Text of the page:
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Disneyland dining review: 'Yes' on the chowder and curry, 'No' on the barbecue

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Published: April 15, 2010 at 10:33 AM

I've got a couple of new recommendations for you on places to eat when you visit the Disneyland Resort.

I took the family down to Anaheim this week during the kids' Spring Break and we spent a day each at Disneyland and Disney's California Adventure. (Well, a half-day at California Adventure.) I already posted some photos of the ongoing construction at DCA, and today I want to talk about the food.

First, the pleasant surprises. I've not been a fan of the food in California Adventure, finding it mostly nondescript. Living in Southern California, if I want a fast-food hamburger, I'll go to In-N-Out, so I'm not going to waste the fat, calories (and theme park prices!) on a burger that's not as good. Show me something more special when I'm in the parks.

This time, with the kids in tow and not looking forward to yet another full-price, table-service meal, we decided to give the counter service eateries in the Golden State section of the park another shot.

Disney's upgraded these restaurants over the past few years, and they now impress. Natalie opted for the Monterey Clam Chowder ($8.99) at the Pacific Wharf Cafe and Laurie and I tried the Thai Coconut Curry from the Lucky Fortune Cookery ($9.49 - Laurie opted for chicken, and I for tofu).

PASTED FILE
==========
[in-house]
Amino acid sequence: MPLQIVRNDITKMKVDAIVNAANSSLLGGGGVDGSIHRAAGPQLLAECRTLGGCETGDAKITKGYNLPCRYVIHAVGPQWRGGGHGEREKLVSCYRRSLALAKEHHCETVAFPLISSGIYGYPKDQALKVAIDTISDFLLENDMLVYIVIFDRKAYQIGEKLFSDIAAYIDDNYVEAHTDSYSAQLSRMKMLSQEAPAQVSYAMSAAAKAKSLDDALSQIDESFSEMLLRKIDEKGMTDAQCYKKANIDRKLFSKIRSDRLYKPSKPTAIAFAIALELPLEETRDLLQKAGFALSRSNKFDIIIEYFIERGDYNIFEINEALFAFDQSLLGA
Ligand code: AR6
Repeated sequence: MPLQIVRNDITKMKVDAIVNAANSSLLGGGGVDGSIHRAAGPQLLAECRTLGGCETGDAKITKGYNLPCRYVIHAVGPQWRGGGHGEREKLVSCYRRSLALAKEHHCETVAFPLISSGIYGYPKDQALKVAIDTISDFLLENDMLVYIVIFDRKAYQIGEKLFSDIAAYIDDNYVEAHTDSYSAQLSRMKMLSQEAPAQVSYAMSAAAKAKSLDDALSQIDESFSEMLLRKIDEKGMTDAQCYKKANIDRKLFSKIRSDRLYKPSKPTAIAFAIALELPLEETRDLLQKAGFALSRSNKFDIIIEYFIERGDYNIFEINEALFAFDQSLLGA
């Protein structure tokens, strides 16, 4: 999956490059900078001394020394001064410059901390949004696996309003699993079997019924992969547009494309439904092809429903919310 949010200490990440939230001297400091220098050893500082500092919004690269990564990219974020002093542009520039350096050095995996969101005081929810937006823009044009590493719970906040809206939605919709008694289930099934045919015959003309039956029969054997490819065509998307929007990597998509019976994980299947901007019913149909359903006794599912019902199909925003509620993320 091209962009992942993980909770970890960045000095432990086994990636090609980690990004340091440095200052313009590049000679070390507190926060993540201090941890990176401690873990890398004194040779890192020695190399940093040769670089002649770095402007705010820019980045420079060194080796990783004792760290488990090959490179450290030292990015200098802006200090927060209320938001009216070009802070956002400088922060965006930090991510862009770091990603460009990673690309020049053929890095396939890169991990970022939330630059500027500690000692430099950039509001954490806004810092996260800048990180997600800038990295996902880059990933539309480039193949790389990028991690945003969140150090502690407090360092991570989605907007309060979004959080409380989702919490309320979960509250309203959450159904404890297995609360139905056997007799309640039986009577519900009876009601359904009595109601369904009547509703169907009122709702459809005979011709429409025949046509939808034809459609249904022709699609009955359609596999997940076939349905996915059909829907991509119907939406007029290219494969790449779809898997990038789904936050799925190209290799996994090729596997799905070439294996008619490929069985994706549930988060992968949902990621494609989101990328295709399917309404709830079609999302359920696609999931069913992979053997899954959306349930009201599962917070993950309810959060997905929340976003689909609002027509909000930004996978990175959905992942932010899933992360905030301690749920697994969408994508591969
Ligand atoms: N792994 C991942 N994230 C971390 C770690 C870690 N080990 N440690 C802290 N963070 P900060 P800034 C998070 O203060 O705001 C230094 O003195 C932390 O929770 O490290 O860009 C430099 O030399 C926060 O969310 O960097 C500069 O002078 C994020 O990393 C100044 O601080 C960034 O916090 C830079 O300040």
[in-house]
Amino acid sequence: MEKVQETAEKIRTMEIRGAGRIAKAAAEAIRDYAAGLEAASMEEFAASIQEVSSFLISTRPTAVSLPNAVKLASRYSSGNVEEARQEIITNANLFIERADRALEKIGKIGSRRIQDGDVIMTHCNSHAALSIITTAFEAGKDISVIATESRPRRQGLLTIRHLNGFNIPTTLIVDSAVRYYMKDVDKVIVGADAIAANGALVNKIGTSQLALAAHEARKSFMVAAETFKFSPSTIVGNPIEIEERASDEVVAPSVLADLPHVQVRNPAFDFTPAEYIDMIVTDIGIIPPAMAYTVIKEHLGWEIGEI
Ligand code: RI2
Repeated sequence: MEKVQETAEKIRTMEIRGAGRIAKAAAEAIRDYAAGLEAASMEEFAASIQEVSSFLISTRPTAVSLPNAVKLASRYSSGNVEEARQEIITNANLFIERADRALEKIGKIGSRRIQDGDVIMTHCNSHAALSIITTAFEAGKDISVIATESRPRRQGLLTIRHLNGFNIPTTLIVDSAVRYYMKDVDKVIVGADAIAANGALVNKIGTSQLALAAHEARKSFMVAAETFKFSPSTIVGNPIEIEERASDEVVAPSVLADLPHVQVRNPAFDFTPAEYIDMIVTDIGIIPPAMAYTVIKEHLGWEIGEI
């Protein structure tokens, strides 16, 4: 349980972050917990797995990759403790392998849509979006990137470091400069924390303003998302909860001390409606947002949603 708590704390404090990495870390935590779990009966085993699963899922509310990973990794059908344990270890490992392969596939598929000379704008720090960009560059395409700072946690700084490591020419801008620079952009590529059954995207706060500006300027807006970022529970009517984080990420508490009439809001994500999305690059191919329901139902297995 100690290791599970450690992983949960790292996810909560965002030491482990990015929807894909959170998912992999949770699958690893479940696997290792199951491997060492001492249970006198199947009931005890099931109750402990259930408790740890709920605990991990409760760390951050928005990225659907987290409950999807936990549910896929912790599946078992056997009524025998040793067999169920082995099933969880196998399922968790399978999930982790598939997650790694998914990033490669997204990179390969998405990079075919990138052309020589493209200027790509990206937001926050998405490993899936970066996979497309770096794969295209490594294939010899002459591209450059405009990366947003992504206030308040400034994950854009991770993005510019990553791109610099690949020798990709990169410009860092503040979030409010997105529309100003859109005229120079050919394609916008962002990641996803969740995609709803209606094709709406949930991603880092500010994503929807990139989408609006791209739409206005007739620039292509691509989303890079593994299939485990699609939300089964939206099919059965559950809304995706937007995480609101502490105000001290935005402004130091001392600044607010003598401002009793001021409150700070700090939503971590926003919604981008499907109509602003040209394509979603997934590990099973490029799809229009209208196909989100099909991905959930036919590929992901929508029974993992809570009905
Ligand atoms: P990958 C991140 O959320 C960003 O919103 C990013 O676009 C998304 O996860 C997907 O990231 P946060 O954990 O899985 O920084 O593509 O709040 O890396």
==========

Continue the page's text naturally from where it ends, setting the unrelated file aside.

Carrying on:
The clam chowder delivered far more flavor than we've been come to expect from bread-bowl soups. Natalie declared it second only to the razor clam stew she'd had in Washington, D.C. last summer. There's not much heat in the curry, which I expected given the theme park audience. But the flavors of the sauce and veggies blended well and I scarfed down my serving in no time. (I also appreciated that the tofu wasn't fried, as is the case at too many restaurants.)

I'd definitely put both of these options on my "recommended" list for visitors to DCA. Laurie and I had tried the Wine County Trattoria last year, and while I like the Chicken Panini ($10.29) over there, the Coconut Curry offers better flavor and better value.

Over at Disneyland, the Chicken Fusilli ($8.99) at Redd Rockett's Pizza Port continues to be our go-to meal for taste and value. Laurie enjoyed her Starfield of Greens ($7.49) salad, with blue cheese, candied walnuts and cranberries, but not as much as her bite of Natalie's Fusilli. Give the pizzas a pass, though. Disney's thick-crust pies remain tasteless globs of crust and cheese, not worth the $6-a-slice price (50 cents to a buck more for one with toppings).

Based on our good experience there last year, Laurie and I took the kids to the Big Thunder Ranch Barbecue for dinner. Disney's made some changes to this all-you-can-eat meal in an effort to draw more customers (including dropping the "Celebration Roundup" name), and I regret that all the changes have been for the worse.

Last year, Laurie and I paid $28.99 for the family-style lunch, which included barbecue chicken and ribs, cole slaw, corn, baked beans, cornbread, drinks and dessert. This time, we paid $24.99 for the dinner version, which added sausages but now no longer includes drinks ($3 each) or dessert (from $5 - we passed).

The new lunch price is $19.99, but that version of the meal does not come with the sausages served at dinner and now has dropped the corn, too, in addition to the drinks and dessert.

Kids can eat much more cheaply, for just $9.99 - down from $12.99 when we dined last year (and drinks are included in the kids' meal, but still, no dessert). Unfortunately, Disney only counts children 9 and under as "kids." Ten-year-olds pay the $28.99 adult price. Disney really needs a "tween" price on a meal such as this, for kids ages 10-14, who aren't going to eat anywhere near an adult portion, but who still would eat more than a smaller child.